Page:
For Shuh and many others like her who were older at the time, the memory of Hurricane Katrina is vivid and emotional, as this pandemic may be for many now. However, for some of those who were younger at the time, the reaction was very different. For instance, during the hurricane, when she was almost 11 years old, Corinne Duplantis’ family fled from New Orleans to Loranger, Louisiana. The family slept in one room with 16 family members to conserve the two air conditioning units the family was running on generators. Despite the difficult circumstances, Duplantis remembers the experience as almost fun and exciting, like a sleepover.

“It’s important to be open about what’s happening,” Duplantis said. “Try to explain [to younger kids] what’s going on, why things are different, why [the pandemic] isn’t going to end next week.”

At the time, Duplantis’ brother was 13 years old and was uprooted from New Orleans and attended a new school alongside her. 

“Having that companionship was helpful,” Duplantis said. “[My advice for those with younger siblings during this pandemic is to] be a little more forgiving [to your siblings]. We were together, and that was important.”

The aftermath of Hurricane Katrina was a long process. “Many students weren’t able to return, but those who did all had the same sense of appreciation,” said Walkenhorst. “Our shared experience brought us closer. My school was never very clique-y in the first place, but after Katrina, everyone got along. To this day I remain very close with my high school friends and in touch with most people I went to high school with.”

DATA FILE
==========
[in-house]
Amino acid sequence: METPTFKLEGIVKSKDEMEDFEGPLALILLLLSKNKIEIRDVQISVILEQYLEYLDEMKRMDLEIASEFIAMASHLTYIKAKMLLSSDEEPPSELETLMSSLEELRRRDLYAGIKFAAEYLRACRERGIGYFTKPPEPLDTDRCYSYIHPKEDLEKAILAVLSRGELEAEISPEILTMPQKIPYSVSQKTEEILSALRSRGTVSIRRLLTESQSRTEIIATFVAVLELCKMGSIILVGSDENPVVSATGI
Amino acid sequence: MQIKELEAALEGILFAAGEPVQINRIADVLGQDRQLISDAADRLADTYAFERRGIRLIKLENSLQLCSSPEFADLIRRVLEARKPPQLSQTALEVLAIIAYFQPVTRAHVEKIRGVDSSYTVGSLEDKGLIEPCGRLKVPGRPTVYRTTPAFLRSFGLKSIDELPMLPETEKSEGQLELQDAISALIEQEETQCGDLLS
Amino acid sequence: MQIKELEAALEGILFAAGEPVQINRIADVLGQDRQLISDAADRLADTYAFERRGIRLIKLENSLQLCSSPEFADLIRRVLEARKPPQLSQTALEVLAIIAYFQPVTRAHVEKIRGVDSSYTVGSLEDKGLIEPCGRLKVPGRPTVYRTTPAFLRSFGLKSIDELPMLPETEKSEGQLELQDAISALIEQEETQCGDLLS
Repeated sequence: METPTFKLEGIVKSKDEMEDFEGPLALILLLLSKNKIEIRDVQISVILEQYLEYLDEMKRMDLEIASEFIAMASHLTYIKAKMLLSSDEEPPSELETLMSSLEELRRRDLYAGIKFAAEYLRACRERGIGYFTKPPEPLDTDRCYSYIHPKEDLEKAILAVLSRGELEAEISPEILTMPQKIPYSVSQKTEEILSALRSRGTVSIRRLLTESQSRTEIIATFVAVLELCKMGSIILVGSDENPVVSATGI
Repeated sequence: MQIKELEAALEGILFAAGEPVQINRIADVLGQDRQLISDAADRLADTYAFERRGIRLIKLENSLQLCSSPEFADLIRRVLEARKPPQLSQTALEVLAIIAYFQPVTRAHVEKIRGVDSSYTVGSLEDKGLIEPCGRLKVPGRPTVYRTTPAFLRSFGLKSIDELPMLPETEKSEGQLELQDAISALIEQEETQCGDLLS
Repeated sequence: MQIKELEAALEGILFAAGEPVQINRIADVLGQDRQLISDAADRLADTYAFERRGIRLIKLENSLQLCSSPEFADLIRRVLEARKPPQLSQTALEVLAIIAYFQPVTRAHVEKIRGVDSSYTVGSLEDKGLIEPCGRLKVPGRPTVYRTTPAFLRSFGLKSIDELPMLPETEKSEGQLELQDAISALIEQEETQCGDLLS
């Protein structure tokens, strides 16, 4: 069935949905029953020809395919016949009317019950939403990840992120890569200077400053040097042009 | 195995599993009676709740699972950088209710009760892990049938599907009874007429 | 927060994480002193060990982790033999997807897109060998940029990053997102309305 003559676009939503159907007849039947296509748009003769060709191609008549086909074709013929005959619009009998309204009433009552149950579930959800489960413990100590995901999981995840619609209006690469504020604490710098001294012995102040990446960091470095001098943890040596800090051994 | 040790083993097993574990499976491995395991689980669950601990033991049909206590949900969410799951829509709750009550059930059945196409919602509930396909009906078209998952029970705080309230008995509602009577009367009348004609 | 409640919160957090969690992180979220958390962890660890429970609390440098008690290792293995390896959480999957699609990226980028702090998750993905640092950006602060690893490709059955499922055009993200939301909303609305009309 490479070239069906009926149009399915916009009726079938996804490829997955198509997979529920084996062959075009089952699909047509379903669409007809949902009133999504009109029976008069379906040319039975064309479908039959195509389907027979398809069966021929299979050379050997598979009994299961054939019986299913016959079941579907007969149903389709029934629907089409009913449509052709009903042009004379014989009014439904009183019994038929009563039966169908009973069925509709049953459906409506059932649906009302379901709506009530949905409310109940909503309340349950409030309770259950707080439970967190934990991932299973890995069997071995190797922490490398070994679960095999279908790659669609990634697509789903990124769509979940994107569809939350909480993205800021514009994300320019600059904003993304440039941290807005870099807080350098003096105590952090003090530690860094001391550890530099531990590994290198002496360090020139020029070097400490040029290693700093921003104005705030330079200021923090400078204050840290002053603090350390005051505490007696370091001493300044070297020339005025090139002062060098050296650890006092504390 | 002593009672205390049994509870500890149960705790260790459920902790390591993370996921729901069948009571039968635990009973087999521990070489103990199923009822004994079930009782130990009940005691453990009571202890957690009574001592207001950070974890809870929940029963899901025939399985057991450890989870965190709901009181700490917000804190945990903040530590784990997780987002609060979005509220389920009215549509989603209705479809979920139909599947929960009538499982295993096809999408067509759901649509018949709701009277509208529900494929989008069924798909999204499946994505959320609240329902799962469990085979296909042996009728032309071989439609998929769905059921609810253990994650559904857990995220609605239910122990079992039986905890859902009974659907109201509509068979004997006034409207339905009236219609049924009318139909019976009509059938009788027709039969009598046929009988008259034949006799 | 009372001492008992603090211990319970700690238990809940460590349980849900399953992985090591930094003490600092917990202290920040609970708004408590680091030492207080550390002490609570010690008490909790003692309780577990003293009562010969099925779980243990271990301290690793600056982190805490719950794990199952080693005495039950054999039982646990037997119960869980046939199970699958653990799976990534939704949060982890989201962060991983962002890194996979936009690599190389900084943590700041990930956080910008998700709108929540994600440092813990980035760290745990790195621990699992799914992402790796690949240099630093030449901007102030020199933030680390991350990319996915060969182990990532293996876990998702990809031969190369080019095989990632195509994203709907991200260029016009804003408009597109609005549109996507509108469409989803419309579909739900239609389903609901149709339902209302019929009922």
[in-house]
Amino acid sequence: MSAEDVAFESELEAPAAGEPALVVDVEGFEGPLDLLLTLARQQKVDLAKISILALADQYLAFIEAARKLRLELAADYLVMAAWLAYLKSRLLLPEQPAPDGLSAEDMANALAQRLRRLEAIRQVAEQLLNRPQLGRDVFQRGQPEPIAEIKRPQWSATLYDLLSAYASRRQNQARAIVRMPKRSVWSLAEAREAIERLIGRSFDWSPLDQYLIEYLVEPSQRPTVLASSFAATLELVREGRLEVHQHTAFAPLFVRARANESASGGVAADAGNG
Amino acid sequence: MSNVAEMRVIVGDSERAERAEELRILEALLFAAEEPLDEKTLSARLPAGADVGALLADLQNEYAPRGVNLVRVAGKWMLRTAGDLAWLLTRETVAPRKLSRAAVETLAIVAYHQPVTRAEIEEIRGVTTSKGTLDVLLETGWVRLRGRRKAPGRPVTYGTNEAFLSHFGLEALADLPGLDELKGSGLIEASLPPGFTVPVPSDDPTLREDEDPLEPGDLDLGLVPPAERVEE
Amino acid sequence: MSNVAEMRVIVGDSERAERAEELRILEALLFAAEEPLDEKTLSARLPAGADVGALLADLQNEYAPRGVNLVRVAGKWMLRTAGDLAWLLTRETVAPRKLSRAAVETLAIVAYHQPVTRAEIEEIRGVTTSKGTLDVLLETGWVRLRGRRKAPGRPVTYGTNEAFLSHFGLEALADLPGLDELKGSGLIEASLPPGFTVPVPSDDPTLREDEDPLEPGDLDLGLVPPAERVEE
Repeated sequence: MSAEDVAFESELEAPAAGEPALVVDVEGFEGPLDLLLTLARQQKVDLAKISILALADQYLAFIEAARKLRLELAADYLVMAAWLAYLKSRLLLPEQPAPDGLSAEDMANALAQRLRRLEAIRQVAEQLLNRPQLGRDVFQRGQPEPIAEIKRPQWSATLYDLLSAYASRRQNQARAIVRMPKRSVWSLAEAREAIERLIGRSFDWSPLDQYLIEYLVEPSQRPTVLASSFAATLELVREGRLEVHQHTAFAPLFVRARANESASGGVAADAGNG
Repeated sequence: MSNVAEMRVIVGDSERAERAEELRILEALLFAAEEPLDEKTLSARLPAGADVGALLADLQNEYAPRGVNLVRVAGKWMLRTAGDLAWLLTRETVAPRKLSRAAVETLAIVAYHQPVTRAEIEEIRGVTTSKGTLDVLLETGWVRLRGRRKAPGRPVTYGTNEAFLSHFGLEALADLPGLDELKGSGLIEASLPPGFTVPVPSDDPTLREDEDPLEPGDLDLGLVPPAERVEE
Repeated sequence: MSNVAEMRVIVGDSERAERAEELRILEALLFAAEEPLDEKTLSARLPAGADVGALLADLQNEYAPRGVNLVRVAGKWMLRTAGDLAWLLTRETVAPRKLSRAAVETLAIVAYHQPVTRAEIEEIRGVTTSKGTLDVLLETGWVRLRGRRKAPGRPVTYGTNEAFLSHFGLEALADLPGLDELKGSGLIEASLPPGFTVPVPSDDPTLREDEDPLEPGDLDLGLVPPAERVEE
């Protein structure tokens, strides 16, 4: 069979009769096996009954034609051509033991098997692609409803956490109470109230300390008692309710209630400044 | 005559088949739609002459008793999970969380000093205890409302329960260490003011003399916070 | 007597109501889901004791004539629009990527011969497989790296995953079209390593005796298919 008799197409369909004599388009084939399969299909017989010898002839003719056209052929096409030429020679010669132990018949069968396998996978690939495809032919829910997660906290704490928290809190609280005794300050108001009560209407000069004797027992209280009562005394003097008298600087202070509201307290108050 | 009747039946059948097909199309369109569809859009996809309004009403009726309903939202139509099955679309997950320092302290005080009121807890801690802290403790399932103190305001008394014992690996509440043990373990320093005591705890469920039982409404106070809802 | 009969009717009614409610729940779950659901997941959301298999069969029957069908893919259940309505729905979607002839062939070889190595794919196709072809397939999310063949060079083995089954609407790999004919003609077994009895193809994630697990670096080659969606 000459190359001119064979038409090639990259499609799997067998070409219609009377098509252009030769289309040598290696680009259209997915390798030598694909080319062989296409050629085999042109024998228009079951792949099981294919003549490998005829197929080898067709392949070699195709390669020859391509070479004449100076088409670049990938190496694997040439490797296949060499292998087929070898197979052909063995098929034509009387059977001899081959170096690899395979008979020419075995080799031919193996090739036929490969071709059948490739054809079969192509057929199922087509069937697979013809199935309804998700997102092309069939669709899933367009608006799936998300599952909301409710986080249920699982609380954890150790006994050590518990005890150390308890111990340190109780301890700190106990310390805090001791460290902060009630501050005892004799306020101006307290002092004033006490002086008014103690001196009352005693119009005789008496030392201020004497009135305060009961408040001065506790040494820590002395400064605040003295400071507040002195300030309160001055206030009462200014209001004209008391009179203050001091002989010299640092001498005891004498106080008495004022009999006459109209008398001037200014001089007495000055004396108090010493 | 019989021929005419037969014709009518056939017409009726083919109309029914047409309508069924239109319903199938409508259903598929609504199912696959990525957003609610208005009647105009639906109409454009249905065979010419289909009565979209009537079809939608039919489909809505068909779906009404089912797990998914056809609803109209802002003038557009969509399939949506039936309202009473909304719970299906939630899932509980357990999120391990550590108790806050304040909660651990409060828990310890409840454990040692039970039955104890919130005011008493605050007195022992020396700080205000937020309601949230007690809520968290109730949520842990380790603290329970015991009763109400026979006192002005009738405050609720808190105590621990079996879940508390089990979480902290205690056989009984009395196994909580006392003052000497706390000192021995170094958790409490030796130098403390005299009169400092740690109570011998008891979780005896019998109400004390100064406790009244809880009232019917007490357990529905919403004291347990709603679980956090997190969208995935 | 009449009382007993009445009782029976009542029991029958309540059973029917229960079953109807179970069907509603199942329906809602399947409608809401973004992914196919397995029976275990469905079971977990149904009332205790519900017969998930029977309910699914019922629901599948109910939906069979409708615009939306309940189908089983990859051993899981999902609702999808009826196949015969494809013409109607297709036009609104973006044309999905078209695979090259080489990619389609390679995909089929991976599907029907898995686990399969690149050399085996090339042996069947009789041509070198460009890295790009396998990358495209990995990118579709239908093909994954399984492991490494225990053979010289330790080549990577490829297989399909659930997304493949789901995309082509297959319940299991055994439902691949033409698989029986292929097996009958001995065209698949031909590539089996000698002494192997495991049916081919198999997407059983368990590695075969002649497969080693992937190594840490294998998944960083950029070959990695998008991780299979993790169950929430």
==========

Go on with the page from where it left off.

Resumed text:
Dana’s younger brother, Will Walkenhorst, agreed that the disaster had a unifying impact on the students that returned. He said that the same sense of unity could be happening currently, as well.

“There’s a possibility for [that unity] to happen again,” Will Walkenhorst said. “For my girlfriend and I, for my family and friends, everyone is becoming more social. Using Zoom calls, we’re talking more than we normally would.” 

Along with a sense of unity due to a shared experience, Katherine Bricker, whose whole family is from New Orleans, said people’s mindsets had to change during and after the disaster.

 “[During Hurricane Katrina,] most people felt like they had to rely on themselves and their neighbors to really survive, which is kind of relatable with the current COVID-19 situation and Trump’s leadership,” Bricker said. “I think that because of all of this, the people that did come back [to New Orleans] have a very strong sense of community and the city has a lot of pride in its ability to rebuild.”

After New Orleans rebuilt, Will Walkenhorst remembers having interesting discussions with other classmates about how their families were impacted. Bricker still gets emotional remembering the first post-Katrina Saints football game. She said that New Orleanians love New Orleans more than she has seen from other cities, and she believes that is in large part because of the unity that comes from going through such a dramatic event.

“My advice would be to not despair,” Dana Walkenhorst said. “This could seem like a huge horrific event in your life, but it will pass and there may even be some silver linings. Take this time to do things you wouldn’t normally have time to do, and to bond with your family. And when your life returns to ‘normal,’ remember to appreciate the things you took for granted before.”